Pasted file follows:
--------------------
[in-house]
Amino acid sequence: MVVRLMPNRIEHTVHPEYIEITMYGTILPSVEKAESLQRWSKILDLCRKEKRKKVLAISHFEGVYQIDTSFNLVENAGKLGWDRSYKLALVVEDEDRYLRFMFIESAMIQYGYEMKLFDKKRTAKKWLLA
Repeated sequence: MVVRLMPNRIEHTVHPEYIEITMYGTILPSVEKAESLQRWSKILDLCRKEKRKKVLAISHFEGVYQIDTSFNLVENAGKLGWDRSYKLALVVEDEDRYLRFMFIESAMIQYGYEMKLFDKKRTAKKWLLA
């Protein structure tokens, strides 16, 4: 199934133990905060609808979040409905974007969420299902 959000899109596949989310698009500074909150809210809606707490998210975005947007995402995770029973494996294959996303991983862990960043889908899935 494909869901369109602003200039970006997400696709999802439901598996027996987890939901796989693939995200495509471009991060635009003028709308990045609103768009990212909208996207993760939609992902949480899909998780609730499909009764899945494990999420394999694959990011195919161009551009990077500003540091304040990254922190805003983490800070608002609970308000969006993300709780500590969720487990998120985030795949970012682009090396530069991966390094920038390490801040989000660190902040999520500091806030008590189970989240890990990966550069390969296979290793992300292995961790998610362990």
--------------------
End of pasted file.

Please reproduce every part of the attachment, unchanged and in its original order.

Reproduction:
[in-house]
Amino acid sequence: MVVRLMPNRIEHTVHPEYIEITMYGTILPSVEKAESLQRWSKILDLCRKEKRKKVLAISHFEGVYQIDTSFNLVENAGKLGWDRSYKLALVVEDEDRYLRFMFIESAMIQYGYEMKLFDKKRTAKKWLLA
Repeated sequence: MVVRLMPNRIEHTVHPEYIEITMYGTILPSVEKAESLQRWSKILDLCRKEKRKKVLAISHFEGVYQIDTSFNLVENAGKLGWDRSYKLALVVEDEDRYLRFMFIESAMIQYGYEMKLFDKKRTAKKWLLA
């Protein structure tokens, strides 16, 4: 199934133990905060609808979040409905974007969420299902 959000899109596949989310698009500074909150809210809606707490998210975005947007995402995770029973494996294959996303991983862990960043889908899935 494909869901369109602003200039970006997400696709999802439901598996027996987890939901796989693939995200495509471009991060635009003028709308990045609103768009990212909208996207993760939609992902949480899909998780609730499909009764899945494990999420394999694959990011195919161009551009990077500003540091304040990254922190805003983490800070608002609970308000969006993300709780500590969720487990998120985030795949970012682009090396530069991966390094920038390490801040989000660190902040999520500091806030008590189970989240890990990966550069390969296979290793992300292995961790998610362990």